St Croix River Road Ramblings

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Wednesday, April 29, 2015

May Day

With the maple syruping all done and the equipment stored away and Margo stable, we are switching to our summer activities here on the farm. 

Margo enjoys the outside porch on the old lift chair Dad used in his last few years with Parkinsons.  
Margo is nearly a month out of surgery and gradually improving.  Although the leg and shoulder pain that were so debilitating before surgery seem to be gone, the surgical wound is still quite painful and is likely to be for some time yet.  She wears a neck collar all of the time (and probably for 2 more months) to keep her from bending or turning her head at all.  She is walking with a walker a few hundred feet at a time.  Every Thursday we drive to Barron, WI where she has physical occupational therapy, attempting to get her back to independent functioning.  Balance is still a problem so she uses a walker all of the time. 

Although the surgery seems to have relieved the pain from spinal stenosis, it left her weakened in the arms, hands and legs so the rehab is to get them strengthened and working again.  Pain or function is a hard decision, but the doctors think that she will regain the function with effort. 

Her progress is steady, so we are hopeful that in a few months the pain will be gone, the walker replaced with a cane and she will resume things like driving and washing dishes -- yes, Scott and I do all the housework now.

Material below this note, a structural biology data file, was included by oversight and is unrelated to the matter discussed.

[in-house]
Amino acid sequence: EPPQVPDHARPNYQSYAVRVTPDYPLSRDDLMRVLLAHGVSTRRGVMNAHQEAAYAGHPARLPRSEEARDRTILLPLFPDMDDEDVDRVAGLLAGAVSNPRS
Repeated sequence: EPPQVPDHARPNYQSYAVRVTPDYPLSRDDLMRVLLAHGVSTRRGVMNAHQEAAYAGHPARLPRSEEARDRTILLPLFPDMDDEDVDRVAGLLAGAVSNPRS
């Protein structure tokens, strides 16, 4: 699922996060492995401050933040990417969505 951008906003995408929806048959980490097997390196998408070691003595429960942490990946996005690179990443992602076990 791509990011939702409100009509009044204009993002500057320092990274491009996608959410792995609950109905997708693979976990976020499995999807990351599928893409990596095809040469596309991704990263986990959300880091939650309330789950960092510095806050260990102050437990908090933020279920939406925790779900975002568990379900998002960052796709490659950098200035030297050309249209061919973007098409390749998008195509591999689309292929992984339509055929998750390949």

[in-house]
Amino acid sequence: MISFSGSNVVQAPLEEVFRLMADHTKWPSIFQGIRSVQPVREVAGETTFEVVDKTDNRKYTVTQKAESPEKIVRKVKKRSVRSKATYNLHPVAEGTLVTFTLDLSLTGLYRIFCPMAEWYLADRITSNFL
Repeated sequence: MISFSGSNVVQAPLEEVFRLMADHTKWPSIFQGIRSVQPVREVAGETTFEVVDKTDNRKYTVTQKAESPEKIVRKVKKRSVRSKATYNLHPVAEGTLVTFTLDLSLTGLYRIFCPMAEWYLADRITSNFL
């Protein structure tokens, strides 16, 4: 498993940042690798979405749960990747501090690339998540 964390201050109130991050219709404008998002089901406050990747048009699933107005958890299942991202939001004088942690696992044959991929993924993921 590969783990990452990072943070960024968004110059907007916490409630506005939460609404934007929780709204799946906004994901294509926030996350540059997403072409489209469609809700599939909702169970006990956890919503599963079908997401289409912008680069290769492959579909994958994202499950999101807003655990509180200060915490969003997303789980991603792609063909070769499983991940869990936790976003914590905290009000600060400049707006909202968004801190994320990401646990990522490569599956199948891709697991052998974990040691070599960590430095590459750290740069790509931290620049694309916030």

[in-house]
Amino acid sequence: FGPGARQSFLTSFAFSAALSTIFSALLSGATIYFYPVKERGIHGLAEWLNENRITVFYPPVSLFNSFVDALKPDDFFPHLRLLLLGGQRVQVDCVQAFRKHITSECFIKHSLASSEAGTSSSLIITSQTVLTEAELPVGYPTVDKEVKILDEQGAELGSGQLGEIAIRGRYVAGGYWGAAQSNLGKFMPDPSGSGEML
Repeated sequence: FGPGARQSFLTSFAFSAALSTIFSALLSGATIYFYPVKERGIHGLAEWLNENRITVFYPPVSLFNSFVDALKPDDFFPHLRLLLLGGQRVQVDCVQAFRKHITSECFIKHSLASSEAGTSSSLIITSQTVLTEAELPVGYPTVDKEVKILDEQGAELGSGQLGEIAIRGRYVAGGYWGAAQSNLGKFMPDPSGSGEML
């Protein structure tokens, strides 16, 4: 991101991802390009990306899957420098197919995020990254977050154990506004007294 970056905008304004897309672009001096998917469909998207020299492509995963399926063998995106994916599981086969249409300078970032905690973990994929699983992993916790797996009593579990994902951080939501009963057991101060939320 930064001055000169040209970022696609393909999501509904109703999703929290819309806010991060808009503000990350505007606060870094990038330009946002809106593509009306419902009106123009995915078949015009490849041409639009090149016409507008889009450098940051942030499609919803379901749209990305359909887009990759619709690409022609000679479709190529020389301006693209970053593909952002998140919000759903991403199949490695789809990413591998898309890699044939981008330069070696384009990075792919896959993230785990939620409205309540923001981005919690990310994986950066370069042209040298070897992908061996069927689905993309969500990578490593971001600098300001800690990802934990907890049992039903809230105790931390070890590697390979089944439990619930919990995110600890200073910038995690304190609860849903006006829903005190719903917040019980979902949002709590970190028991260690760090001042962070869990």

Sister-in-law Connie stopped by and gave her a very short haircut --to keep it out of the neck brace and make it easier for her to comb -- raising her arms that high is still difficult.  However, things are improving and we were warned the recovery may take a year or more. 

Scott and I finished an average maple syrup season.  That is actually a good result, as average means a quart per tap and with 80 taps (the final count) we did get 20 gallons of syrup.  Neighbor and friend, Dave, helped us during the whole season so we split about 1/3 of the syrup with him.  With Margo ailing and having surgery in the midst of the season, it was great to have someone to collect the sap when we were away.  I think next year we will go back to 200 or maybe 400 taps and cook about the same amount and sell the extra sap to one of the local processors.  Since 2012 with my knee surgery, 2013 with myasthenia gravis and cancer, and so on we have cut back.  
The last (4th) batch of syrup this season was only a gallon and a half -- sort of the cleanup of the last sap to run.  The sap had already turned slightly cloudy, but when it cooked down seemed to taste pretty good.  All of the 4 batches this year (20 gallons) were good flavor and nice looking.  We used to sell it at the Eureka Farmer's market every Friday, but with that closed just sell a little to folks who stop by to buy some.  Not enough to really do any serious selling until we go back to a few hundred taps again.  

Gardening is getting underway seriously as May starts and the nightly frosts seem to be done.  The row of lettuce I planted on March 10th as an experiment finally sprouted last week.  The peas planted then have not.  After a few warm early March days, the weather got back to normal and with a few snows and lots of freezing nights, the seeds just sat, so early planting probably gave me no advantage to planting right now.